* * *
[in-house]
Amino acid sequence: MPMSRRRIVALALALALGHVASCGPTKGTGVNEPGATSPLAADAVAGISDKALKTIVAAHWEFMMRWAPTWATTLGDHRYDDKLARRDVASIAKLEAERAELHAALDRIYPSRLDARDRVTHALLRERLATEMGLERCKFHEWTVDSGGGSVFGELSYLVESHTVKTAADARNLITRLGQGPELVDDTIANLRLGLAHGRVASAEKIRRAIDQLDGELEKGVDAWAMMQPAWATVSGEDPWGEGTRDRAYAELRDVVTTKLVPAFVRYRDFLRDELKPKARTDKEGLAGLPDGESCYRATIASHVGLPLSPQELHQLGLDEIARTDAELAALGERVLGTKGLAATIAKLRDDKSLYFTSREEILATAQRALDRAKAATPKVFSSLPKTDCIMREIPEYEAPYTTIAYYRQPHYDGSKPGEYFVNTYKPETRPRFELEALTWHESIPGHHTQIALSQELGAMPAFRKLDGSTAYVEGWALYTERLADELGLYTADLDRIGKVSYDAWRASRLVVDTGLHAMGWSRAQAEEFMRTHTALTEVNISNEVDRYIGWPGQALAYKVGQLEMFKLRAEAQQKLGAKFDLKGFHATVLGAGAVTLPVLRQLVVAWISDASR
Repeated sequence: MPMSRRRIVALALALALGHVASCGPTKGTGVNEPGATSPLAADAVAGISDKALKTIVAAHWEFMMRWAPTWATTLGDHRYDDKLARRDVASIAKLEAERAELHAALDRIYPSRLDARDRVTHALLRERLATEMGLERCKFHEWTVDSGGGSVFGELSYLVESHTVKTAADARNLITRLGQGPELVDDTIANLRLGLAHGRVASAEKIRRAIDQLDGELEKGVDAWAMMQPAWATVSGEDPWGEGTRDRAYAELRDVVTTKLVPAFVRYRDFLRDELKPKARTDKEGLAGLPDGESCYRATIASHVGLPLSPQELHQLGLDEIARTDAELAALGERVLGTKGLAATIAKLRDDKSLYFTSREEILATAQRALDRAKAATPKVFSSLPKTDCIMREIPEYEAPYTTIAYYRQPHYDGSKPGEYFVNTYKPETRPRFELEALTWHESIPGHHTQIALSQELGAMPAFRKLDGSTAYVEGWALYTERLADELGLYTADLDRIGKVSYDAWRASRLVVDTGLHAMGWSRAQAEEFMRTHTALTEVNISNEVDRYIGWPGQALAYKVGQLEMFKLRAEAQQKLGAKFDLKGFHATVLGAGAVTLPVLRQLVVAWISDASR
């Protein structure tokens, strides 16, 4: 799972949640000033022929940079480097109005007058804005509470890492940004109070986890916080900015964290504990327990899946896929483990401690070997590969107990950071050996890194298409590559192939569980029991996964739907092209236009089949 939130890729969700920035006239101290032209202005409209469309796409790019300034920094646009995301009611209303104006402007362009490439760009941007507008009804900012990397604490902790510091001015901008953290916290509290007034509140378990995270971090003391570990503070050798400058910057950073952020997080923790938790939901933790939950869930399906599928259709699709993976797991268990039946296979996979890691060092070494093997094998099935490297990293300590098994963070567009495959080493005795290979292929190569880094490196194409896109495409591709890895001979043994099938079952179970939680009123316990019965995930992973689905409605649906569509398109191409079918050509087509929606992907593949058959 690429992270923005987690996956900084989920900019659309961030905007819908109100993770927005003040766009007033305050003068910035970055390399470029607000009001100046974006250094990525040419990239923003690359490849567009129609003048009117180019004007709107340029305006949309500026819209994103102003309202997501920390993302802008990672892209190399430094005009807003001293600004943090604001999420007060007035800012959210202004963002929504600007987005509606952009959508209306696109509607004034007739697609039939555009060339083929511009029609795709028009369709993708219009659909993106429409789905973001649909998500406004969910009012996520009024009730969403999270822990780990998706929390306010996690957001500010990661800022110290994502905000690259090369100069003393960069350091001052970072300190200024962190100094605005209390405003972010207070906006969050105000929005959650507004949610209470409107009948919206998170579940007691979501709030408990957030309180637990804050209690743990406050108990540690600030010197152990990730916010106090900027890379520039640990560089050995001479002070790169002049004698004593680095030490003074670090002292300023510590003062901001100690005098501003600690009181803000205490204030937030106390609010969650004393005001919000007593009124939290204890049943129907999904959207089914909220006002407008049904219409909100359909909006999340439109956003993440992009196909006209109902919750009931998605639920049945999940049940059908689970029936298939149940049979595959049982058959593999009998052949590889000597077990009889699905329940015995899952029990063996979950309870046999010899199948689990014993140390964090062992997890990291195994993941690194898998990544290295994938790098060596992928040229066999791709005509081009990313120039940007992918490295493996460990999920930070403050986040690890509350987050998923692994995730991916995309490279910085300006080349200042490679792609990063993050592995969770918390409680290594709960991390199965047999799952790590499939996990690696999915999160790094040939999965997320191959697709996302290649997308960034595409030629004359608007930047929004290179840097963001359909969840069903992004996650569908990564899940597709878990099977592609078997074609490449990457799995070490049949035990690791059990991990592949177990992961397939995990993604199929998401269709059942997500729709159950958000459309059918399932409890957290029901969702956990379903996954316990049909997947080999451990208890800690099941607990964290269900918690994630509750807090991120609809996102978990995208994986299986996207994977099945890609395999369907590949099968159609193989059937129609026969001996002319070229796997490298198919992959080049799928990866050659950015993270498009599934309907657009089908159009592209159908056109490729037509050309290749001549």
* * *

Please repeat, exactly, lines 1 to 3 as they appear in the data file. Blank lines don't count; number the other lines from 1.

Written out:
[in-house]
Amino acid sequence: MPMSRRRIVALALALALGHVASCGPTKGTGVNEPGATSPLAADAVAGISDKALKTIVAAHWEFMMRWAPTWATTLGDHRYDDKLARRDVASIAKLEAERAELHAALDRIYPSRLDARDRVTHALLRERLATEMGLERCKFHEWTVDSGGGSVFGELSYLVESHTVKTAADARNLITRLGQGPELVDDTIANLRLGLAHGRVASAEKIRRAIDQLDGELEKGVDAWAMMQPAWATVSGEDPWGEGTRDRAYAELRDVVTTKLVPAFVRYRDFLRDELKPKARTDKEGLAGLPDGESCYRATIASHVGLPLSPQELHQLGLDEIARTDAELAALGERVLGTKGLAATIAKLRDDKSLYFTSREEILATAQRALDRAKAATPKVFSSLPKTDCIMREIPEYEAPYTTIAYYRQPHYDGSKPGEYFVNTYKPETRPRFELEALTWHESIPGHHTQIALSQELGAMPAFRKLDGSTAYVEGWALYTERLADELGLYTADLDRIGKVSYDAWRASRLVVDTGLHAMGWSRAQAEEFMRTHTALTEVNISNEVDRYIGWPGQALAYKVGQLEMFKLRAEAQQKLGAKFDLKGFHATVLGAGAVTLPVLRQLVVAWISDASR
Repeated sequence: MPMSRRRIVALALALALGHVASCGPTKGTGVNEPGATSPLAADAVAGISDKALKTIVAAHWEFMMRWAPTWATTLGDHRYDDKLARRDVASIAKLEAERAELHAALDRIYPSRLDARDRVTHALLRERLATEMGLERCKFHEWTVDSGGGSVFGELSYLVESHTVKTAADARNLITRLGQGPELVDDTIANLRLGLAHGRVASAEKIRRAIDQLDGELEKGVDAWAMMQPAWATVSGEDPWGEGTRDRAYAELRDVVTTKLVPAFVRYRDFLRDELKPKARTDKEGLAGLPDGESCYRATIASHVGLPLSPQELHQLGLDEIARTDAELAALGERVLGTKGLAATIAKLRDDKSLYFTSREEILATAQRALDRAKAATPKVFSSLPKTDCIMREIPEYEAPYTTIAYYRQPHYDGSKPGEYFVNTYKPETRPRFELEALTWHESIPGHHTQIALSQELGAMPAFRKLDGSTAYVEGWALYTERLADELGLYTADLDRIGKVSYDAWRASRLVVDTGLHAMGWSRAQAEEFMRTHTALTEVNISNEVDRYIGWPGQALAYKVGQLEMFKLRAEAQQKLGAKFDLKGFHATVLGAGAVTLPVLRQLVVAWISDASR